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Mushroom Picking In Sweden

our scene. i KNOW.

When in Sweden, you will notice little cartons of orange mushrooms that pop up at street vendors’ tables during the summer. Kantareller. Or chanterelles, for non-Swedes. Apparently these little ‘shrooms can be found out in the forests around here, and is a wildly popular pastime.

golden chanterelle

Just kidding, I have no idea if Swedes really like picking mushrooms. But, I do know that Matt does.

Enter: our Swedish friends who not only showed us where to go, but also tromped around with us, told us what we were supposed to be doing, and then (in this case) let us keep all the findings. We have super good friends.

They took us into a couple different forests, where we split up a bit and wandered around. From this recent experience, I gather that you want to look in mossy areas, not around tall grass, and near fallen trees; these are all good place to find the mushrooms. You know, dark, damp, etc.

close up of swedish forest floor. bonus luck if you find a 4-leaf clover!

There’s also about a million different mushrooms out there, and sometimes you’ll wonder if you’re going to run into a gnome, or maybe a troll, or maybe the 7 dwarves themselves. People, these forests are storybook magical and I’m SO in my element.

“don’t eat me!” no, seriously don’t. i think this one is poisonous.
baby mushrooms!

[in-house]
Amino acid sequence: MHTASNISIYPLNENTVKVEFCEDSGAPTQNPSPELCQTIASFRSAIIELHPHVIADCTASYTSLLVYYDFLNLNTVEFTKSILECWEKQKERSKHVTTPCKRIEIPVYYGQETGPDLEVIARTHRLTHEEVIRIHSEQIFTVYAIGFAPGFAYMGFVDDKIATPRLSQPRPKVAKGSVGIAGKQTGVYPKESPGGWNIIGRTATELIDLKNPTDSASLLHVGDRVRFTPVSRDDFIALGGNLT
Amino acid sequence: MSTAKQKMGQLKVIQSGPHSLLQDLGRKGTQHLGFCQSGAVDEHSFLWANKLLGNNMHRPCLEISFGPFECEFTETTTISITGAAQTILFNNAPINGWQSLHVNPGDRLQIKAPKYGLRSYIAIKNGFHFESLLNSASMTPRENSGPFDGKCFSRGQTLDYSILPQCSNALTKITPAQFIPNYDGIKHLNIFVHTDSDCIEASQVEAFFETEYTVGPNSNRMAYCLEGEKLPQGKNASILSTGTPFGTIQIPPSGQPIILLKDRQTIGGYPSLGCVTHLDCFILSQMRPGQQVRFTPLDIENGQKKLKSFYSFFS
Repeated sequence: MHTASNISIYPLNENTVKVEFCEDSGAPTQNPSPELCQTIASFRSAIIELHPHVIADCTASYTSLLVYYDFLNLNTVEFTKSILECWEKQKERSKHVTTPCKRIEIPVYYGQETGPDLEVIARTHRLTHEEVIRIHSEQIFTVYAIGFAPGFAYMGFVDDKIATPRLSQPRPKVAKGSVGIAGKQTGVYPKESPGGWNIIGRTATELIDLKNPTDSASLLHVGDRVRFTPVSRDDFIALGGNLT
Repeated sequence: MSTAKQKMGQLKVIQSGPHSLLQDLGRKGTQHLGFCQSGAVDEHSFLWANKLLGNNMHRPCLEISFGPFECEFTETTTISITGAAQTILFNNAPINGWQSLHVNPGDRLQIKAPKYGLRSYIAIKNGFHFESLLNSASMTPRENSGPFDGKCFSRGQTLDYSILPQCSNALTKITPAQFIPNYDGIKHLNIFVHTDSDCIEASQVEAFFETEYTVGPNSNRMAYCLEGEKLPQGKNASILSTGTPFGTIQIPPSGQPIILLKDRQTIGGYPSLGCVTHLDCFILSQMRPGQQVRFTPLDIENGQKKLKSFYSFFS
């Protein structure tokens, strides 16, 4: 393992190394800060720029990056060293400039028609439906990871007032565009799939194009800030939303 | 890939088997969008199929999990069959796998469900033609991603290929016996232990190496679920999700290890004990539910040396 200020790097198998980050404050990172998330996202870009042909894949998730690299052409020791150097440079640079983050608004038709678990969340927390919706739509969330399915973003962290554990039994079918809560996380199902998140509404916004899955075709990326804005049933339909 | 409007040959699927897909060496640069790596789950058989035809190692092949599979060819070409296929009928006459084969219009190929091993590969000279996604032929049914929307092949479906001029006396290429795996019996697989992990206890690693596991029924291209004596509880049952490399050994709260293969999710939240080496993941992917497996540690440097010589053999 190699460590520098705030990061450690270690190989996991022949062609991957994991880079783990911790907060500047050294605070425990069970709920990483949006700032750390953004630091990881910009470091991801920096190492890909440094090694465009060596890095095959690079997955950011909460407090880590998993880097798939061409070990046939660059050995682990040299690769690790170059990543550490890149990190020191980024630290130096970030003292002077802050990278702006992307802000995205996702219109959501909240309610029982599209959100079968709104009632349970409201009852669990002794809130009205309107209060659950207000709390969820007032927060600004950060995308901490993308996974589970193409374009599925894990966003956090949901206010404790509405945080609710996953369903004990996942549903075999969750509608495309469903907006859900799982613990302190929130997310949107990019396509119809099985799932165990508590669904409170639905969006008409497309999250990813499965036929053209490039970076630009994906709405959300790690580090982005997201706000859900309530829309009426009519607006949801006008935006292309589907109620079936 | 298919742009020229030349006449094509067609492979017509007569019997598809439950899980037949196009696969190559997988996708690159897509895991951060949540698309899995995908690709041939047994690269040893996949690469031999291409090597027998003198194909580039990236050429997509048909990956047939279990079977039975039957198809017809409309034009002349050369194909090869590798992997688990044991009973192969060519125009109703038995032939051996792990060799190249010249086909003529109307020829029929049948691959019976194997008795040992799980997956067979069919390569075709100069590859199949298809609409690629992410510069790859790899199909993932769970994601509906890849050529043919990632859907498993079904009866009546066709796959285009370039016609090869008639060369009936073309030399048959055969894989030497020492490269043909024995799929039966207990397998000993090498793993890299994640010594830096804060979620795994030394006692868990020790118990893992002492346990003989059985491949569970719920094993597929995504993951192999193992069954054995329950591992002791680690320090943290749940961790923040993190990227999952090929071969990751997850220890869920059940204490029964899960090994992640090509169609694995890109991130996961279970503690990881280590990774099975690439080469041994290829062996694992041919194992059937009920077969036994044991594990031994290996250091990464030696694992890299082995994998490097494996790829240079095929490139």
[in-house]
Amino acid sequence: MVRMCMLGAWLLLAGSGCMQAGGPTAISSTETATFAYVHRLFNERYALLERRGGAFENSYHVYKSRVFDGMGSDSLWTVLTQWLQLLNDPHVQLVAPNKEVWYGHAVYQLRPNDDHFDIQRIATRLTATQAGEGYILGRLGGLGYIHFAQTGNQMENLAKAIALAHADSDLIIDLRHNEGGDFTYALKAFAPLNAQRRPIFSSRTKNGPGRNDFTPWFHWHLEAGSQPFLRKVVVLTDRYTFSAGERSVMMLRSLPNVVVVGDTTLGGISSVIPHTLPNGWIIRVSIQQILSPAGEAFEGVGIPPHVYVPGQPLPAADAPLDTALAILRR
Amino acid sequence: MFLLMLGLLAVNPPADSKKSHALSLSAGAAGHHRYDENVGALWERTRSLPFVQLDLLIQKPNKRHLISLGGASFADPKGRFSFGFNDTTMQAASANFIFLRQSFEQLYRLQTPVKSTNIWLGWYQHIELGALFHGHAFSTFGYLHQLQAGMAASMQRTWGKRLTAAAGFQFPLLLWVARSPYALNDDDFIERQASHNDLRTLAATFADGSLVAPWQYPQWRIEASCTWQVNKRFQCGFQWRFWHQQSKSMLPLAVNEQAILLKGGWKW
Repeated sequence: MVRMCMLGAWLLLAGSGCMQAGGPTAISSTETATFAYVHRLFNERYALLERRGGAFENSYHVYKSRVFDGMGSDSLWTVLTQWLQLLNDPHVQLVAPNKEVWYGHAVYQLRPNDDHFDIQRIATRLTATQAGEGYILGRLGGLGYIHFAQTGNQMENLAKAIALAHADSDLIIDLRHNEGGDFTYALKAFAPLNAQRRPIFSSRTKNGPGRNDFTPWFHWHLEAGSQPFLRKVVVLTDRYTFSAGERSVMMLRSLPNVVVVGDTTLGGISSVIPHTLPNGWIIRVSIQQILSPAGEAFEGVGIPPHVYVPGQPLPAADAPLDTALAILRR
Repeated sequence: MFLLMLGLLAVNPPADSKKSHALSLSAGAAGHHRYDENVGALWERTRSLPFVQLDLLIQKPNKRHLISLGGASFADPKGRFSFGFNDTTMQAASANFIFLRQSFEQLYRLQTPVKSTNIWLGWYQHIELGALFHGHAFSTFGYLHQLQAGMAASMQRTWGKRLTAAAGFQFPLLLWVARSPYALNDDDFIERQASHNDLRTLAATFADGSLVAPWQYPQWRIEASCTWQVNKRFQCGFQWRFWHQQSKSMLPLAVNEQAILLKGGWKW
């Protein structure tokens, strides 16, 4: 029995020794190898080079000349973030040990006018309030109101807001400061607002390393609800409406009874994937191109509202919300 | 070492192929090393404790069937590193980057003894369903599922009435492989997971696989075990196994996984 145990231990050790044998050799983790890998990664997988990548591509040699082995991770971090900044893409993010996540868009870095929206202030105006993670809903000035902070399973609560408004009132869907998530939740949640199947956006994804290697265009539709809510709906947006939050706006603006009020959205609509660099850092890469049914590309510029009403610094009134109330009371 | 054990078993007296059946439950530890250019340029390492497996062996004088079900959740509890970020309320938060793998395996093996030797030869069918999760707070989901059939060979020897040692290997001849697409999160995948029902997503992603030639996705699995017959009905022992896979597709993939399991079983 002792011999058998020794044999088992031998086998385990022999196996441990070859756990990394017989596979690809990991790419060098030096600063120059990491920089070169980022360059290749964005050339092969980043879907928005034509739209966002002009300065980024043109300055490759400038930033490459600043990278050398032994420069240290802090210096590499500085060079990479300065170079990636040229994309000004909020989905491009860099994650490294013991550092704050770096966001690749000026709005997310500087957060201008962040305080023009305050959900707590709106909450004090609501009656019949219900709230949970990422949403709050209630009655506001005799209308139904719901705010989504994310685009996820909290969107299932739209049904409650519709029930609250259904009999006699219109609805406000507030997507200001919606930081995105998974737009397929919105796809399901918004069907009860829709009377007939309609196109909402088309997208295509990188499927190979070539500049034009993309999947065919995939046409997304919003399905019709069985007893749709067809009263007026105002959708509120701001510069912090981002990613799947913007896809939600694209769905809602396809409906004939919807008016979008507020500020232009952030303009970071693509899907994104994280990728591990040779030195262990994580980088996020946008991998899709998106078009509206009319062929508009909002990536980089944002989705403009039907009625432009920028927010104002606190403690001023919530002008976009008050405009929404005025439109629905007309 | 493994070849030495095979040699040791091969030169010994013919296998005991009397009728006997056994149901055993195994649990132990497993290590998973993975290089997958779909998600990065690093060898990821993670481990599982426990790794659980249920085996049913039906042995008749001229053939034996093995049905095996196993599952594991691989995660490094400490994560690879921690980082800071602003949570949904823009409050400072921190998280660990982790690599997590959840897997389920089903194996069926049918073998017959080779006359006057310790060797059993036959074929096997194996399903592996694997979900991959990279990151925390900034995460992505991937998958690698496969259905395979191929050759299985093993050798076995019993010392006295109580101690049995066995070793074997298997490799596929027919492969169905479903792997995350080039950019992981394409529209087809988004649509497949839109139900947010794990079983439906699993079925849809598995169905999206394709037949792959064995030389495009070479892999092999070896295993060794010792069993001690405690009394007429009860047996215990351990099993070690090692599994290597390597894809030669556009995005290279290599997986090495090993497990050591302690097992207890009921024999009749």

Some of what we didn’t pick, but still looked fun (read: you don’t want to eat these):

I don’t contribute to finding mushrooms, and I shan’t be trusted to actually pick them. Perhaps with some practice and without the appendage that is my camera I could be of help…but as Matt said while we were out there, “I can really see myself being an old Swedish woman picking mushrooms for a living!” To which I replied, “And I’ll take nature pictures to publish in a coffee table book!” See, even in our old age/gender reversed roles, we make a good team!

I take the pictures, people. I do not touch the nature. Unless it’s blueberries, then I hoard.

So, anyway… When looking for kantareller, you just try to spot the orangey/gold color of them, peeking out of moss. Then you take a knife and slice off the mushroom at the base, use a little brush to dust it off, and then throw it in your bucket. Where there is one, there should be more. Finding them feels like a mini victory, and it’s a lot of fun. At least for us it was…and that’s what matters.

picking kantareller
first pickings, and the mushroom brush.

We brought home buckets full of a couple different types of mushrooms, some of which we are keeping fresh in a paper bag and some of which Matt dehydrated in our oven. We’ve got shrooms for dayz.

And…lucky for YOU, Matt is putting together a list of his favorite ways of cooking them up, which I shall share on here soon!

*DISCLAIMER!* Don’t go picking and eating mushrooms you don’t know about. And don’t blame me if you do. Like I said, I take the pictures. I dole out advice on lots of things, but certainly not nature and/or what she has to offer. Clear? Roger that.

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